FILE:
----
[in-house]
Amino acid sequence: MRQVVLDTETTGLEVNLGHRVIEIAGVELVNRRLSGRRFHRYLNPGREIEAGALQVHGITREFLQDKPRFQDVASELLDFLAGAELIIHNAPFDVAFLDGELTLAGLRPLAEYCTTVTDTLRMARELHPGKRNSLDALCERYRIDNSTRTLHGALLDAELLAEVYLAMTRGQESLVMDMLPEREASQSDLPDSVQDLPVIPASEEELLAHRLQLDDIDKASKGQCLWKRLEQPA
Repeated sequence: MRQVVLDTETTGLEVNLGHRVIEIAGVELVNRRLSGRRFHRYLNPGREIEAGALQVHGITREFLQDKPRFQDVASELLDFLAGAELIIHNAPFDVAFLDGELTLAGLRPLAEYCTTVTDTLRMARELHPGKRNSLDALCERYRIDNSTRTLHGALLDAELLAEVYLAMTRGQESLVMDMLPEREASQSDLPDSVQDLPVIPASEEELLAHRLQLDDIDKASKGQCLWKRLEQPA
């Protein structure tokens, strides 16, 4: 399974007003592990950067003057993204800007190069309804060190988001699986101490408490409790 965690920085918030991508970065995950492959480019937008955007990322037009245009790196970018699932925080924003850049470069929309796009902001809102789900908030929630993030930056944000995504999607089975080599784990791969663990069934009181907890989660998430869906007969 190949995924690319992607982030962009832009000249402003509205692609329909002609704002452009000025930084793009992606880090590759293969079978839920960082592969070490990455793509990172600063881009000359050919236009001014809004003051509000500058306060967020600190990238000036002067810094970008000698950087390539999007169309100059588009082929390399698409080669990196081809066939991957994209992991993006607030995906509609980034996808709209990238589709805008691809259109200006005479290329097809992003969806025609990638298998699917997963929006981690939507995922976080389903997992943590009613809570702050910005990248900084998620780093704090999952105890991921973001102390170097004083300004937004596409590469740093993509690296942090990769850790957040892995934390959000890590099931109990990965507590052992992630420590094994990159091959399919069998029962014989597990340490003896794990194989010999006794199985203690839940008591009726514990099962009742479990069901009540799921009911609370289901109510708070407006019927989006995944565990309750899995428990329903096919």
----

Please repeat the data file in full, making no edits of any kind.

[in-house]
Amino acid sequence: MRQVVLDTETTGLEVNLGHRVIEIAGVELVNRRLSGRRFHRYLNPGREIEAGALQVHGITREFLQDKPRFQDVASELLDFLAGAELIIHNAPFDVAFLDGELTLAGLRPLAEYCTTVTDTLRMARELHPGKRNSLDALCERYRIDNSTRTLHGALLDAELLAEVYLAMTRGQESLVMDMLPEREASQSDLPDSVQDLPVIPASEEELLAHRLQLDDIDKASKGQCLWKRLEQPA
Repeated sequence: MRQVVLDTETTGLEVNLGHRVIEIAGVELVNRRLSGRRFHRYLNPGREIEAGALQVHGITREFLQDKPRFQDVASELLDFLAGAELIIHNAPFDVAFLDGELTLAGLRPLAEYCTTVTDTLRMARELHPGKRNSLDALCERYRIDNSTRTLHGALLDAELLAEVYLAMTRGQESLVMDMLPEREASQSDLPDSVQDLPVIPASEEELLAHRLQLDDIDKASKGQCLWKRLEQPA
């Protein structure tokens, strides 16, 4: 399974007003592990950067003057993204800007190069309804060190988001699986101490408490409790 965690920085918030991508970065995950492959480019937008955007990322037009245009790196970018699932925080924003850049470069929309796009902001809102789900908030929630993030930056944000995504999607089975080599784990791969663990069934009181907890989660998430869906007969 190949995924690319992607982030962009832009000249402003509205692609329909002609704002452009000025930084793009992606880090590759293969079978839920960082592969070490990455793509990172600063881009000359050919236009001014809004003051509000500058306060967020600190990238000036002067810094970008000698950087390539999007169309100059588009082929390399698409080669990196081809066939991957994209992991993006607030995906509609980034996808709209990238589709805008691809259109200006005479290329097809992003969806025609990638298998699917997963929006981690939507995922976080389903997992943590009613809570702050910005990248900084998620780093704090999952105890991921973001102390170097004083300004937004596409590469740093993509690296942090990769850790957040892995934390959000890590099931109990990965507590052992992630420590094994990159091959399919069998029962014989597990340490003896794990194989010999006794199985203690839940008591009726514990099962009742479990069901009540799921009911609370289901109510708070407006019927989006995944565990309750899995428990329903096919």